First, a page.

Myth 1: Adventure
I’m an expatriate! Cue the Indiana Jones soundtrack, give me a whip and a cool hat, and let’s have an adventure! Okay my husband does have an Indiana Jones hat and I have used an Ethiopian whip, but life as an expatriate is not all about adventure. In fact, it rarely is. Adventures in the grocery store aisles! Adventures in biology homework! Adventures in filling the car up with gas! Laundry! Dishes! Disciplining children! Resolving marital conflict! Wow. All those exclamation points are making me tired. About as tired as the thought of living a constant adventure makes me. Expatriate life is just that. Life. Sometimes we do super awesome things like swim with whale sharks and hike down into live volcanoes but most of the time we are working, loving people, not-so-loving people, and doing the mundane things of life.
Myth 2: Living is the same as traveling
You might not believe what I said about Adventure. You might be a seasoned traveler who has seen the world and had a wonderfully adventurous time doing it. But traveling is not the same as living. Travelers don’t plan for where their next pair of running shoes is going to come from in a country with no running shoes. Travelers don’t need to open bank accounts or rent a post office box or figure out what school to send their children to. They don’t need to hire and fire language tutors or deal with grumpy bosses while seeing the world. Travelers get to see the world they want to see and they get to leave it when they’ve seen enough.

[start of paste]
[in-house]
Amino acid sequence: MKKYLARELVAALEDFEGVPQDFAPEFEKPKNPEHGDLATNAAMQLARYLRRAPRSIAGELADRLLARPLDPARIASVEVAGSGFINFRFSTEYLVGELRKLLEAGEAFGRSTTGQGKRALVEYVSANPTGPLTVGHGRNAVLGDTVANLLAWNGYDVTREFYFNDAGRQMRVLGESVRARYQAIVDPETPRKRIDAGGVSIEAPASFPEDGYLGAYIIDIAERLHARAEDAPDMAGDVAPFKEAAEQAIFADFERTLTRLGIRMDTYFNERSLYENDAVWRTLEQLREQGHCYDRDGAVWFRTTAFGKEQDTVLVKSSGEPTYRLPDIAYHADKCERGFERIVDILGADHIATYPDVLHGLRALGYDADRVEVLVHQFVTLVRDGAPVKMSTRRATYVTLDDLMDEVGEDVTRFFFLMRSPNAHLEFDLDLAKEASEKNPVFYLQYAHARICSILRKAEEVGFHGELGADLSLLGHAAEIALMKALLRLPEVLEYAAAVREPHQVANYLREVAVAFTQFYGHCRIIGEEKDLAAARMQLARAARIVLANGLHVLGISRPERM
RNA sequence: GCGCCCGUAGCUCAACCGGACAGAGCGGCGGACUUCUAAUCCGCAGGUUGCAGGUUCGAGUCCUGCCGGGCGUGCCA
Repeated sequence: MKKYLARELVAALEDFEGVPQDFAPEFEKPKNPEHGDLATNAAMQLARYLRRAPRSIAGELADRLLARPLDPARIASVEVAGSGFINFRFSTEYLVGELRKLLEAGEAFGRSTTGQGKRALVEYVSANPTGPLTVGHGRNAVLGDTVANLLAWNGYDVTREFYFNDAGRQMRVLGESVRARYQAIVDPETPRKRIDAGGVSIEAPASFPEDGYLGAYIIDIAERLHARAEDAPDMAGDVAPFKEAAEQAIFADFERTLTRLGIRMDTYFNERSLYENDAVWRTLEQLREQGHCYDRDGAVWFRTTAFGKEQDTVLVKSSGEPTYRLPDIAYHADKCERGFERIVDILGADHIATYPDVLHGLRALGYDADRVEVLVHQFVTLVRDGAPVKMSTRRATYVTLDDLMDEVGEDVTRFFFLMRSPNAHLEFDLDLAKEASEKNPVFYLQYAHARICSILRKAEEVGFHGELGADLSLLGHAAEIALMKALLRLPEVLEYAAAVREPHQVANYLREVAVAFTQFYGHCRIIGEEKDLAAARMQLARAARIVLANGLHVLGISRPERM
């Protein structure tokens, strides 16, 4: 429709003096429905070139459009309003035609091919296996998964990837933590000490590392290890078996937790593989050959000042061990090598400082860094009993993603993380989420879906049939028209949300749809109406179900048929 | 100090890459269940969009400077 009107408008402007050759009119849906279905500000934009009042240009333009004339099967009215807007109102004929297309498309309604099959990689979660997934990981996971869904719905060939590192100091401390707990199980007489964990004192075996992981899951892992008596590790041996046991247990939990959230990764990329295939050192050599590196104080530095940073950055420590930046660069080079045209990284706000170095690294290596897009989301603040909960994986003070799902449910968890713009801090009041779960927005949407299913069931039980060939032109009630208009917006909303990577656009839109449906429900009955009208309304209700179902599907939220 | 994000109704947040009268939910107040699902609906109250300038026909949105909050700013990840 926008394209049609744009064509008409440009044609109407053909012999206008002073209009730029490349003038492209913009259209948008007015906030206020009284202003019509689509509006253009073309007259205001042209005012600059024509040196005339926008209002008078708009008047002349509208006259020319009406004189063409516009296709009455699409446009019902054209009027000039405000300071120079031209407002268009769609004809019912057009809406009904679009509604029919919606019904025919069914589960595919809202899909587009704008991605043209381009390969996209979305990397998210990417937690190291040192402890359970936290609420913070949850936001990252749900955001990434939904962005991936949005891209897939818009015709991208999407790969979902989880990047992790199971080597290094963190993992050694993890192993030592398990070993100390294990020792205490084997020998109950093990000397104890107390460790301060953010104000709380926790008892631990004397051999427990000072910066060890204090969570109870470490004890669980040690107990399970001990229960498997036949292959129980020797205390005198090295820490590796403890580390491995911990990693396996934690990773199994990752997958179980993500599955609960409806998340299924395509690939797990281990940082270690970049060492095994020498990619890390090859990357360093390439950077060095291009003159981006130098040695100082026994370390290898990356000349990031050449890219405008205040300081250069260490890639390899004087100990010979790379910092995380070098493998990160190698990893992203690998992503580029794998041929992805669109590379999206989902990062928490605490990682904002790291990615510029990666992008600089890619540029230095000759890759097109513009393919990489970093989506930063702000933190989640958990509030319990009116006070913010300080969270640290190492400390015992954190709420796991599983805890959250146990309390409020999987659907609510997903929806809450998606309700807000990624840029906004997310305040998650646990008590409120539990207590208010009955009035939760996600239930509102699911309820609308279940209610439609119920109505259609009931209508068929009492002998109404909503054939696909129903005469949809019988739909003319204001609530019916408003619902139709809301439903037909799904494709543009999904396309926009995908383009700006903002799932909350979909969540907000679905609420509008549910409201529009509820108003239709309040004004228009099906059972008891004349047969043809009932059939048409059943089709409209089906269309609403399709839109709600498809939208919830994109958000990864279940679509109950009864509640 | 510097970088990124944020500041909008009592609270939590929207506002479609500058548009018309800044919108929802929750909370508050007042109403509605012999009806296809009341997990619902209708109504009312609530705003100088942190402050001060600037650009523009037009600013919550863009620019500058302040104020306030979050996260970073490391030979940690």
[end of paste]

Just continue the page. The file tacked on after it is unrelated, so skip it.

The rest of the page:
Myth 3: Feels like home
If you stay long enough, you’re right at home. Right? How many times have I heard, “You’re local now”? I’m not. I never will be. Yes, I understand things much better than the adventurous traveler passing through and I have some depth of cultural insight and some history and shared experiences. In some ways, the host country does start to feel like home. We have made it a home. But it is a divided home that comes, every year or two, with a ripping feeling as we shift between homes. We use phrases now like childhood home, passport nation, global nomad, and Third Culture Kid, and home is being constantly redefined.
Myth 4: Expat life is always fulfilling and purposeful
Oh, but you do such meaningful work! Yes, yes we do. And sometimes, I feel that. Sometimes it is a humbling, awesome thing to see people thriving in a business start-up we launched or a girl earning a personal best in a race for a club that we sponsor. Other days? I see the beggar on the street and I wince. I don’t want to deal with their need. Some days, I give to someone because I am compelled by faith and compassion. Other days? I give because I just want the person to go away. And most days? Most days are groceries, homework, friendships, and culture confusion. Most days are regular days. I believe we carry ourselves with us when we live abroad and that my husband and I would live the same way if we lived in the US – pursuing purpose and fulfilling work there, too. Simply slapping on an expat label doesn’t automatically make my writing or my husband’s teaching more purposeful. It pretty much just makes it lonelier.